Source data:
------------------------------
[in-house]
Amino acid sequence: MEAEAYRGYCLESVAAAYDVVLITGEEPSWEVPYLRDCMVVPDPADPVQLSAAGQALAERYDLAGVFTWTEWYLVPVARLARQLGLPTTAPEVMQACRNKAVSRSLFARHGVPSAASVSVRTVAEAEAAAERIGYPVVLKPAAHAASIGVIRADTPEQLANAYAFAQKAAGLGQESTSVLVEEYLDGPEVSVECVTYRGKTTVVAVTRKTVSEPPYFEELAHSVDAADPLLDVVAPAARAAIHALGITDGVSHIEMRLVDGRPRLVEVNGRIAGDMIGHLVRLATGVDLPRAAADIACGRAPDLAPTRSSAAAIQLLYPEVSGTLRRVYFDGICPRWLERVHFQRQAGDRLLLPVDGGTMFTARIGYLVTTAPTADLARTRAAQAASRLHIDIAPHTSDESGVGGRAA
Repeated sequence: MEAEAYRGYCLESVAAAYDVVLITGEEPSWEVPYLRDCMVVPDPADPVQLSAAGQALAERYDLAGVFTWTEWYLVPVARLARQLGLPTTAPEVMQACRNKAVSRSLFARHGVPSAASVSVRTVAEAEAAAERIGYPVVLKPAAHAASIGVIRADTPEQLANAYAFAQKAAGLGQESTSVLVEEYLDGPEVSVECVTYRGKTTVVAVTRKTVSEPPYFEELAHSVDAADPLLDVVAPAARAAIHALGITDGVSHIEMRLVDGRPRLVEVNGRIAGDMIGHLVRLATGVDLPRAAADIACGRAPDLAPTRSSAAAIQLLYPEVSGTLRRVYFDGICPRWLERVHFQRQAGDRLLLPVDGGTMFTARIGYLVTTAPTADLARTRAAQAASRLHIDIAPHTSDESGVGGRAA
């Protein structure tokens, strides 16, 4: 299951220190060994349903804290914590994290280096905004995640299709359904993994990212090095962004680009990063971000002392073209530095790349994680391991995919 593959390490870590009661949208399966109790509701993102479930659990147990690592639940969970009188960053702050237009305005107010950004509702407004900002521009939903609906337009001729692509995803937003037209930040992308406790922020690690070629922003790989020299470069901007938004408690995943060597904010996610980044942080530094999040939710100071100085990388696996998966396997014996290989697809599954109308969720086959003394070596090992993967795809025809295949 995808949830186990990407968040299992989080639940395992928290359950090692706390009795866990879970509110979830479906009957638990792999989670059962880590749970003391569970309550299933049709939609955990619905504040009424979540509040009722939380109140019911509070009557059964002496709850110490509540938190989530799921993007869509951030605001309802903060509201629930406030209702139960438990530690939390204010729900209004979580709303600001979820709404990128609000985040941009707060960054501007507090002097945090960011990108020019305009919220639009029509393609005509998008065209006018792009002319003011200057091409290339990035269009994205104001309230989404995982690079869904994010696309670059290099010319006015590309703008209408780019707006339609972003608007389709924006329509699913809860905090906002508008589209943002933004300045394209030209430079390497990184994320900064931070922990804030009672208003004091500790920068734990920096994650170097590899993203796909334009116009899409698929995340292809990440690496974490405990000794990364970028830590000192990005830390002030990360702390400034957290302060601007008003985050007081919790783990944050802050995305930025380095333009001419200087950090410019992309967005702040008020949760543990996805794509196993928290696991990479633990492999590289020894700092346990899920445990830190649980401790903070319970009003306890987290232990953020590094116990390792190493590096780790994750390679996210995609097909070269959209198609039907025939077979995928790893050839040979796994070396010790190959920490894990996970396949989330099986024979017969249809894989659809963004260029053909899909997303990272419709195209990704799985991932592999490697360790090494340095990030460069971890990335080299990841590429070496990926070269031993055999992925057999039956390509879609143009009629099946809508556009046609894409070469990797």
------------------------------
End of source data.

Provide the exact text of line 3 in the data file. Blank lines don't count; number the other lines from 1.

Repeated sequence: MEAEAYRGYCLESVAAAYDVVLITGEEPSWEVPYLRDCMVVPDPADPVQLSAAGQALAERYDLAGVFTWTEWYLVPVARLARQLGLPTTAPEVMQACRNKAVSRSLFARHGVPSAASVSVRTVAEAEAAAERIGYPVVLKPAAHAASIGVIRADTPEQLANAYAFAQKAAGLGQESTSVLVEEYLDGPEVSVECVTYRGKTTVVAVTRKTVSEPPYFEELAHSVDAADPLLDVVAPAARAAIHALGITDGVSHIEMRLVDGRPRLVEVNGRIAGDMIGHLVRLATGVDLPRAAADIACGRAPDLAPTRSSAAAIQLLYPEVSGTLRRVYFDGICPRWLERVHFQRQAGDRLLLPVDGGTMFTARIGYLVTTAPTADLARTRAAQAASRLHIDIAPHTSDESGVGGRAA